A school nurse and his principal found out about this and took him in, and this fall he'll be attending Harvard University as a freshman. This just goes to show how a good mentor and someone seeing a person's potential can change that person's life.

"My principal had given me Ron Suskind’s book A Hope in the Unseen about Cedric Jennings' journey from the inner city to the Ivy League," writes Boone. "That story gave me the courage not only to apply to college, but also to aim for academically rigorous schools."

Tuesday, September 18, 2012

Global Day of Play

Almost exactly a year ago, a kid named Caine got bored at his dad's auto shop and made an arcade out of a bunch of cardboard boxes. A guy who needed a part for his car stopped by and saw Caine's arcade, and became its first customer. The guy also happened to be a filmmaker, and he made a little documentary about Caine and his arcade:

The Kickstarter campaign generated over $200,000 for Caine's college fund.

And then it kept going. Caine and the filmmaker issued a challenge to kids everywhere, urging them to get out and make things and innovate.
So a year later, there's a nonprofit dedicated to encouraging kids to innovate and learn and explore, and an associated Global Day of Play, when everybody all over the world can create and play and learn, just like Caine.

Pretty neat.

Wednesday, September 12, 2012

DNC Move Means 8000 Pounds Of Food For Charity

A disappointment for 65,000 people in North Caolina turned into a massive good fortune for the homeless after the Democratic National Convention changed locations. Originally supposed to be held at the Bank Of America Staduim, the venue was changed after concerns arose due to bad weather. This left the stadium with over 8,000 pounds of pre-prepared food created by chef Jon Morey and the kitchen staff of Delaware North Inc. The meals were intended for everyone from the stadium ticket holders to the highest of VIP suites and every care had been put into the menu which included pecan-fried chicken, baked orzo, fresh crudités, three-bean bake, fresh-cut fruit, short rib cobbler, and much more.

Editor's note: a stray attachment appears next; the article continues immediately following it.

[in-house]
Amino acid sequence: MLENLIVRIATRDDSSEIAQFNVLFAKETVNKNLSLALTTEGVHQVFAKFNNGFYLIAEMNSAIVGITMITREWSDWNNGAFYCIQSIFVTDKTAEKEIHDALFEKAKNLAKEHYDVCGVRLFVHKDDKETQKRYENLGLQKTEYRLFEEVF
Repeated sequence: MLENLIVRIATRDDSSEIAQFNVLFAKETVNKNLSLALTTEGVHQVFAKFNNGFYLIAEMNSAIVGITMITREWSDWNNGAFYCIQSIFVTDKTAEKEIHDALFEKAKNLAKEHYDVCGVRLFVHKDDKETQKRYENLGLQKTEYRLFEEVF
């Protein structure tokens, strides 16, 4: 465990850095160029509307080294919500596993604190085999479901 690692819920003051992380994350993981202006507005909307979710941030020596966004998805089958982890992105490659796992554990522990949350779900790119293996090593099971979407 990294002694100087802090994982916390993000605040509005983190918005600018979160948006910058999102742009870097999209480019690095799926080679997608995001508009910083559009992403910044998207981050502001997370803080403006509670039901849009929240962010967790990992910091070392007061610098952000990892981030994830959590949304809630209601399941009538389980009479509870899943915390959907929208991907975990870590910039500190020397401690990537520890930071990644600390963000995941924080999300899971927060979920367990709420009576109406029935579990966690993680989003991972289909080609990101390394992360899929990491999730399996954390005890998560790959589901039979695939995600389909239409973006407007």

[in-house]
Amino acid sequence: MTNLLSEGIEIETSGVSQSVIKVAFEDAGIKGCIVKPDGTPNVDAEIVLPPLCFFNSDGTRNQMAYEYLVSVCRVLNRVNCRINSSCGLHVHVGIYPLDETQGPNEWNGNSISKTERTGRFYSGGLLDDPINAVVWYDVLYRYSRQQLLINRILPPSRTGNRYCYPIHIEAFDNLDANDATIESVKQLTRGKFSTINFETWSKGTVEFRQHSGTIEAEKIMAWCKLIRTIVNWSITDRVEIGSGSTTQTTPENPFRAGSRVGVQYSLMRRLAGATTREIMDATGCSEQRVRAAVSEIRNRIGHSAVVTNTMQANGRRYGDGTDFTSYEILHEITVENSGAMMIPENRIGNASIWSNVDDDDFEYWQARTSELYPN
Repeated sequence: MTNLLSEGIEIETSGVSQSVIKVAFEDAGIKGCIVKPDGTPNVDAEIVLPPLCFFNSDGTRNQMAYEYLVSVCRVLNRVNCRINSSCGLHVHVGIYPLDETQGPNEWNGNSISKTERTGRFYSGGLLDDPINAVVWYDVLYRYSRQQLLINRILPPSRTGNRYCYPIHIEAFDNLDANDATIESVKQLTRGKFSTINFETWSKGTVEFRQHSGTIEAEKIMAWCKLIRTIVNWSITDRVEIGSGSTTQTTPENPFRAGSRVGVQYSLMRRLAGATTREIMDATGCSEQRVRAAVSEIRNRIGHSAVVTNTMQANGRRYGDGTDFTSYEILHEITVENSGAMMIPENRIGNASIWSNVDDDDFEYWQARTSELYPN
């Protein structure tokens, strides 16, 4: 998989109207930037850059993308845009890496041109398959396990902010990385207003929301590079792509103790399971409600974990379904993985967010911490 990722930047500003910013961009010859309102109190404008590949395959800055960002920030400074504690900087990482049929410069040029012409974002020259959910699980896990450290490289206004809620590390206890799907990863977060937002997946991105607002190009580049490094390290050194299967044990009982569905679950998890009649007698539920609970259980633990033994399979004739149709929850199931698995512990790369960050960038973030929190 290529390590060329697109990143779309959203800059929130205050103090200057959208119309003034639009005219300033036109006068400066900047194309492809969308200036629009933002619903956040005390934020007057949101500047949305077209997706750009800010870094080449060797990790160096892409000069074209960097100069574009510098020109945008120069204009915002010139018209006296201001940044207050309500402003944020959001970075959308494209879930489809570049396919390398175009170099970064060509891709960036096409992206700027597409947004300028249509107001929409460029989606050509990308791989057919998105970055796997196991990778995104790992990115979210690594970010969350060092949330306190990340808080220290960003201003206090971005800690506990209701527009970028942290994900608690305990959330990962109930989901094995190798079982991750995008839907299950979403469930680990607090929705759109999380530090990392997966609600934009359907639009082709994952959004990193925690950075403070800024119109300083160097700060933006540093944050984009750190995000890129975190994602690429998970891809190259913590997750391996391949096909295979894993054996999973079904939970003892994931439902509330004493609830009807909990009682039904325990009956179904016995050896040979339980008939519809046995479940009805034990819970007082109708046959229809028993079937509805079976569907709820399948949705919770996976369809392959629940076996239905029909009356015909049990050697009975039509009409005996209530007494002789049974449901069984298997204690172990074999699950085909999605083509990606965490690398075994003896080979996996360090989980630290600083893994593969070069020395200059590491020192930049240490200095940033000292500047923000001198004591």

After the sudden switch in location, it was decided to give the food to the Second Harvest Food Bank of Metrolina, where it would be redistributed to food banks and soup kitchens all over Charlotte, N.C.

“None of this food will go to waste. We contacted every shelter and soup kitchen in town and asked them how much refrigeration capacity they have and how many are they feeding. It will all be gone at the end of the day," said Kay Carter of Second Harvest. She stated that there was also enough popcorn for 70,000 people and that the excess was being sent to various community children's programs, including low-income daycare.

The donations were made possible by Delaware North and local sports team the Carolina Panthers, who play at the stadium. “It’s gratifying to know that the time, energy and effort that went into preparing the food will ultimately serve those in our community who are most in need," said Riley Fields, the Panthers' spokeman.

Tuesday, September 11, 2012

Blind swimmer wins gold at the Paralympics

Blind swimmer Brad Snyder wins gold at the Paralympics |

Brad Snyder lost his eyesight while serving in Afghanistan, when he stepped on a bomb. However, he didn't let that stop him from being amazing, and has gone on to win a gold medal for swimming in the 2012 London Paralympics.

What an amazing guy. Be sure to click the link to the Paralympics ad campaign, too, but be sure to have some tissues ready.

Monday, September 10, 2012

8yr Old Boy Wins $1000, Then Donates It To Sick Little Girl